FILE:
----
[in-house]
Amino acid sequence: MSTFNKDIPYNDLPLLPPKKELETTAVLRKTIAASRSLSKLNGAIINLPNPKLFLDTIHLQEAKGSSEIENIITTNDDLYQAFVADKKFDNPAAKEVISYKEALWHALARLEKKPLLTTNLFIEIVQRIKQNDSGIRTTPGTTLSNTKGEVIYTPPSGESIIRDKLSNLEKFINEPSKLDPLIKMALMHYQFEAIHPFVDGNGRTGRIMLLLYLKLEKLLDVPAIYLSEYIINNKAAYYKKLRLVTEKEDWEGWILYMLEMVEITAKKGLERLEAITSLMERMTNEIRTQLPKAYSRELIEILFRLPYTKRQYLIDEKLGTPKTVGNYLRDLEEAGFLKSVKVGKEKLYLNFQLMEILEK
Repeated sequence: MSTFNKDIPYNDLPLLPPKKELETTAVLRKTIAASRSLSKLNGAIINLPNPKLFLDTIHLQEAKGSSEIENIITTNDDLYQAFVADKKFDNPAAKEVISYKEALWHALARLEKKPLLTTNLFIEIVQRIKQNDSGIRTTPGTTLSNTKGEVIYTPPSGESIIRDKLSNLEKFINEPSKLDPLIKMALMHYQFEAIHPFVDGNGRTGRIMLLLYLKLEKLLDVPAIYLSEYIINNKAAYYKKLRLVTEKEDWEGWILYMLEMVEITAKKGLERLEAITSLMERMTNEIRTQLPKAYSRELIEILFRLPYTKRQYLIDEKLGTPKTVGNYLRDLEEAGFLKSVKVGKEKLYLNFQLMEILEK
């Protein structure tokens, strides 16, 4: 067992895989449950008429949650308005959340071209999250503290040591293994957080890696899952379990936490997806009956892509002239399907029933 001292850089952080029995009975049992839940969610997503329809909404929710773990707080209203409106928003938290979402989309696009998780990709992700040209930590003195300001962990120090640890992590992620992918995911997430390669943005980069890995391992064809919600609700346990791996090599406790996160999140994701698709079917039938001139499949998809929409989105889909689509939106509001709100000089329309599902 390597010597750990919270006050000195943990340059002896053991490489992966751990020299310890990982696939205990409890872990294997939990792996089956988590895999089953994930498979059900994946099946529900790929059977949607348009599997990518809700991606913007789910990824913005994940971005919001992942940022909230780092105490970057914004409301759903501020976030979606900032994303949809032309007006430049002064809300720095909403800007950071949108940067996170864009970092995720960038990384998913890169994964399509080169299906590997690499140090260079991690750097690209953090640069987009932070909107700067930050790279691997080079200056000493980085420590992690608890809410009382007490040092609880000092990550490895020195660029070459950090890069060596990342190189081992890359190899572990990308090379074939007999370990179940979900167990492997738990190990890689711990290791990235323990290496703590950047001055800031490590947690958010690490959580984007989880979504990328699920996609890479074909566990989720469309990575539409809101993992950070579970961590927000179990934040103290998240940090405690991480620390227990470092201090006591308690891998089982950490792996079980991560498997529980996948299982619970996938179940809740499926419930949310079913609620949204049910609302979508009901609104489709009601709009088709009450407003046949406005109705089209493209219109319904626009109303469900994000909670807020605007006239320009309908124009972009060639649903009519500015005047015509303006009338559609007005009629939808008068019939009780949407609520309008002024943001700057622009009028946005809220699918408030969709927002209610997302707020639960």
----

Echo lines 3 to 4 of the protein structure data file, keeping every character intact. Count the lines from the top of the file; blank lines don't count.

Repeated sequence: MSTFNKDIPYNDLPLLPPKKELETTAVLRKTIAASRSLSKLNGAIINLPNPKLFLDTIHLQEAKGSSEIENIITTNDDLYQAFVADKKFDNPAAKEVISYKEALWHALARLEKKPLLTTNLFIEIVQRIKQNDSGIRTTPGTTLSNTKGEVIYTPPSGESIIRDKLSNLEKFINEPSKLDPLIKMALMHYQFEAIHPFVDGNGRTGRIMLLLYLKLEKLLDVPAIYLSEYIINNKAAYYKKLRLVTEKEDWEGWILYMLEMVEITAKKGLERLEAITSLMERMTNEIRTQLPKAYSRELIEILFRLPYTKRQYLIDEKLGTPKTVGNYLRDLEEAGFLKSVKVGKEKLYLNFQLMEILEK
């Protein structure tokens, strides 16, 4: 067992895989449950008429949650308005959340071209999250503290040591293994957080890696899952379990936490997806009956892509002239399907029933 001292850089952080029995009975049992839940969610997503329809909404929710773990707080209203409106928003938290979402989309696009998780990709992700040209930590003195300001962990120090640890992590992620992918995911997430390669943005980069890995391992064809919600609700346990791996090599406790996160999140994701698709079917039938001139499949998809929409989105889909689509939106509001709100000089329309599902 390597010597750990919270006050000195943990340059002896053991490489992966751990020299310890990982696939205990409890872990294997939990792996089956988590895999089953994930498979059900994946099946529900790929059977949607348009599997990518809700991606913007789910990824913005994940971005919001992942940022909230780092105490970057914004409301759903501020976030979606900032994303949809032309007006430049002064809300720095909403800007950071949108940067996170864009970092995720960038990384998913890169994964399509080169299906590997690499140090260079991690750097690209953090640069987009932070909107700067930050790279691997080079200056000493980085420590992690608890809410009382007490040092609880000092990550490895020195660029070459950090890069060596990342190189081992890359190899572990990308090379074939007999370990179940979900167990492997738990190990890689711990290791990235323990290496703590950047001055800031490590947690958010690490959580984007989880979504990328699920996609890479074909566990989720469309990575539409809101993992950070579970961590927000179990934040103290998240940090405690991480620390227990470092201090006591308690891998089982950490792996079980991560498997529980996948299982619970996938179940809740499926419930949310079913609620949204049910609302979508009901609104489709009601709009088709009450407003046949406005109705089209493209219109319904626009109303469900994000909670807020605007006239320009309908124009972009060639649903009519500015005047015509303006009338559609007005009629939808008068019939009780949407609520309008002024943001700057622009009028946005809220699918408030969709927002209610997302707020639960």